We plan to provide free education to our people, at least up to secondary school level and maybe further so that we can have the human resources foundation essential for development.
Q: What will your government do about corruption?
A: Corruption poses a menace to any government and we, as a party, have started a process to ascertain how to deal with it. There is currently an anti-corruption commission and while it has the basic legal infrastructure to prosecute, what is lacking is the freedom and independence to act. So we need to give it the freedom to prosecute anybody, no matter what their connections might be. I believe there is a certain amount of political interference within the current system.
Q: How would you sum up the current situation in the country?
A: I would say that we have a government that has not performed at all well, and we are worried as they have imported arms and ammunition. These are offensive weapons, but they claim that they are for the armed forces and police to counter terrorism. It is worrying that they are bringing in arms at this point in time. It is a troubling development because we should be thinking about elections in a free atmosphere, not in the middle of a conflict.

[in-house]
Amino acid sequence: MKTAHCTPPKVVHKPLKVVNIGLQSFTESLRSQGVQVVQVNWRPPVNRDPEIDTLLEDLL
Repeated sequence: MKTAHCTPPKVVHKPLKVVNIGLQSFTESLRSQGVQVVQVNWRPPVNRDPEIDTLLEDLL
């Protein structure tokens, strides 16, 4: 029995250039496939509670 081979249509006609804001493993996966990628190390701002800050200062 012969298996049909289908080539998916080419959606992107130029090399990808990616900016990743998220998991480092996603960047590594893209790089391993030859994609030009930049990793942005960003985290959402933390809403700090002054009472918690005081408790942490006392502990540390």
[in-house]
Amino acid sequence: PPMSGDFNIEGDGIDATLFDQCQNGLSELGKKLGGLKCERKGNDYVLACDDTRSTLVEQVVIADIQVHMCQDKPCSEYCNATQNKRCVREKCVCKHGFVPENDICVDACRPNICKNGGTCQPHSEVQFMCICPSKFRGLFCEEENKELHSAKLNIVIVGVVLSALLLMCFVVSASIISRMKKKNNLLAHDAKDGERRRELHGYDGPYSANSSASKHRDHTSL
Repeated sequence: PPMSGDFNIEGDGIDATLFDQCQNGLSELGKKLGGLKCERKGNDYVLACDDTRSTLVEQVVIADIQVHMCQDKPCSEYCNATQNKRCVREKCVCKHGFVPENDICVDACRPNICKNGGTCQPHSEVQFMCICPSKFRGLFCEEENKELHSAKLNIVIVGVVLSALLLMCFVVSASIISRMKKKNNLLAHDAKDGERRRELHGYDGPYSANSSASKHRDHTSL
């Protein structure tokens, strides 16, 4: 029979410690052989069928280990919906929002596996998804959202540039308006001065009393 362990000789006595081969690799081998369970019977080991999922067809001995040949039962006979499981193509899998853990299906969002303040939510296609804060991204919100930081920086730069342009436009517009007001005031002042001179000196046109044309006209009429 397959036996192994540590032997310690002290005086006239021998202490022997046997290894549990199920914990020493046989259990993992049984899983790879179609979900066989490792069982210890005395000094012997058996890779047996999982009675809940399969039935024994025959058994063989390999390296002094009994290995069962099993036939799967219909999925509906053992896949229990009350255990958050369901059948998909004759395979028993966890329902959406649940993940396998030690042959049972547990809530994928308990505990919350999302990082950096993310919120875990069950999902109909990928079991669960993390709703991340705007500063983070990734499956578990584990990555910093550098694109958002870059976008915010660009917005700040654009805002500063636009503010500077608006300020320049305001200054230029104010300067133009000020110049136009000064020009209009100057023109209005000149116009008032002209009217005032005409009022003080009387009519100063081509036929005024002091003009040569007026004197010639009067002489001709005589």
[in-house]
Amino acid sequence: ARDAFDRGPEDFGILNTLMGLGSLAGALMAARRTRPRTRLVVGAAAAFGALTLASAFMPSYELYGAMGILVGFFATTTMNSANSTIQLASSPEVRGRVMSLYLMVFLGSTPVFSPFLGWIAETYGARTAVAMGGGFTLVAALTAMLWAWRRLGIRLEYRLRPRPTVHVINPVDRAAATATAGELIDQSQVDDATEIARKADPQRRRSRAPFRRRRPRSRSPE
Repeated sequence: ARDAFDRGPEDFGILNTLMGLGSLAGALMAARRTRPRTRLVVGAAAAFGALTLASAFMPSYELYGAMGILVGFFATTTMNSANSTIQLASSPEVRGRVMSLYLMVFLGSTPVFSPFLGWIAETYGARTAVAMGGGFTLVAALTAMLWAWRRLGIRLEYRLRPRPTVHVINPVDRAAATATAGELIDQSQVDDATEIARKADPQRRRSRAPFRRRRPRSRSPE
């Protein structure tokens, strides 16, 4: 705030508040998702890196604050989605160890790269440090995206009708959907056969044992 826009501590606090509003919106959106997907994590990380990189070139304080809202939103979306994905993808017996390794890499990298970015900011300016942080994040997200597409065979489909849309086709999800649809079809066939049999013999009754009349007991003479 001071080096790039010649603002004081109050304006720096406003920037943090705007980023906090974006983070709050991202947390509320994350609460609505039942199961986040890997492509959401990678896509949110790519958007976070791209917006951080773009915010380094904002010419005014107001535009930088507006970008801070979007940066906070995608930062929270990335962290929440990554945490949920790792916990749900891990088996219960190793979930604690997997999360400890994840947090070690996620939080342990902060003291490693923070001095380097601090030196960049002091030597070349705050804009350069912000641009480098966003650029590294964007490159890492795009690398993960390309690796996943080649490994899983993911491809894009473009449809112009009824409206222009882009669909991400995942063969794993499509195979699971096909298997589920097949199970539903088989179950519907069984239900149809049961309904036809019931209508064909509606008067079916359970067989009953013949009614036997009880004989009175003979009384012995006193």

The international community has invested in our country and the UK government has done quite a lot to bring peace to Sierra Leone and also promote post-conflict reconstruction, resettlement and development. We want to use this opportunity to appeal to the world to continue investing in Sierra Leone. We are not asking for favours for our party, but we do ask for an even playing field.
Q: If the international community were to grant you three wishes, what would they be?
A: The immediate problem is conducting a free and fair election, and we want the international community to be present to make sure that we don’t have armed police supervising the ballot. If we are to have armed police, they should be UN peacekeepers. We are a very small country and we need the world’s strongest countries to support our development. I want to provide the quality of leadership that instils confidence so that we can really kick-start our development.
Q: What are your views on the ICC, and the conviction of Charles Taylor by the Special Court for Sierra Leone?
A: It is important that the world’s leaders know that you cannot just treat people of another country with impunity, in any way you choose. But I would also like to say to the international community: Make sure that what is sauce for the goose is also sauce for the gander.